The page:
Managing Product-Harm Crises
35 Pages Posted: 26 Aug 2006
Date Written: June 2005 9,
Product-harm crises are among a firms worst nightmares. Since marketing investments may be instrumental to convince consumers to purchase the firm&apos's products again, it is important to provide an adequate measurement of the effectiveness of these investments, especially after the crisis. We provide a methodology through which firms can assess the impact of product crises in a quantitative way. Based on the model estimates, firms can estimate the required level of investment to recoup from the crisis. A key finding of this paper is that it is not only important to assess the extent to which business is lost as a result of the crisis, but also to find the new, postcrisis response parameters to marketing activities. The study of an Australian product-harm crisis for peanut butter reveals that a product crisis may represent a quadruple jeopardy for a firm: (i) loss of baseline sales, (ii) a reduced own effectiveness for its marketing instruments, (iii) increased vulnerability, and (iv) decreased clout. We arrive at this conclusion by using a time-varying error-correction model that allows for (i) shortand long-term marketing mix effects, (ii) intercepts and response parameters that change over time as a result of the crisis, and (iii) missing observations, which result from the absence of the impacted brands during the product-recall period. The time-varying error-correction model is applicable to other marketing-research areas in which these three requirements (or any subset thereof) apply.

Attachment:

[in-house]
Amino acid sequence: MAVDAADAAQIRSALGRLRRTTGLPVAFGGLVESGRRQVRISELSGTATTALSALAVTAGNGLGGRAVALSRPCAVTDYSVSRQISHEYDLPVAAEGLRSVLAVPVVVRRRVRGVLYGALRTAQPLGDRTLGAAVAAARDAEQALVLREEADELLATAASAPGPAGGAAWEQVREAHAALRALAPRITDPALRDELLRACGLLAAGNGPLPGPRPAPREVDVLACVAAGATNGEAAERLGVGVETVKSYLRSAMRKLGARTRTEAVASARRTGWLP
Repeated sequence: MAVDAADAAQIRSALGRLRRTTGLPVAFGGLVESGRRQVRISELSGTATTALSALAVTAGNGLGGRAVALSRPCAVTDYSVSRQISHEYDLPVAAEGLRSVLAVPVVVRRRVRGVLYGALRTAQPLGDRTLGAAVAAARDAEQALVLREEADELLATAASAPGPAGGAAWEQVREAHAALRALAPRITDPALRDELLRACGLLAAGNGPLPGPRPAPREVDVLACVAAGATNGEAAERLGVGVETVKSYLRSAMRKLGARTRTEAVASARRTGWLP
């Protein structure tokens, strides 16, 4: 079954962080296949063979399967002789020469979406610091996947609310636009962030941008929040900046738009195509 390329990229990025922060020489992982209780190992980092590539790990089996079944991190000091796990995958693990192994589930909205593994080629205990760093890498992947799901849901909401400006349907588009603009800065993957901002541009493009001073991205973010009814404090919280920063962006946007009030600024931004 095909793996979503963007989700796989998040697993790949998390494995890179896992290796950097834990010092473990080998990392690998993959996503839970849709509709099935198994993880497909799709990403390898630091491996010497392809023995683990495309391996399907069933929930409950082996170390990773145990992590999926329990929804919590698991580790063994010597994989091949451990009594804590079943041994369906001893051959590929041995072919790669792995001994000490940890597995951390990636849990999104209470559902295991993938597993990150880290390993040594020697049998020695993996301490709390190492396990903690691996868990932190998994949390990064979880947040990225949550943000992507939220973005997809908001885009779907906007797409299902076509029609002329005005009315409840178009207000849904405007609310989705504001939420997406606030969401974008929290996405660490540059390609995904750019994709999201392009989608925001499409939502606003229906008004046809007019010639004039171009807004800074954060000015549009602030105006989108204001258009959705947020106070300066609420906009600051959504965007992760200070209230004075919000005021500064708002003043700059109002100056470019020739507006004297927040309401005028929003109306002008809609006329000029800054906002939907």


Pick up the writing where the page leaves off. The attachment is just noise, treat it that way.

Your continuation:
Keywords: brand management, error-correction models, time-varying parameters, missing-data problems, Gibbs sampling methods, time-series models
JEL Classification: M, C44, M31
Suggested Citation: Suggested Citation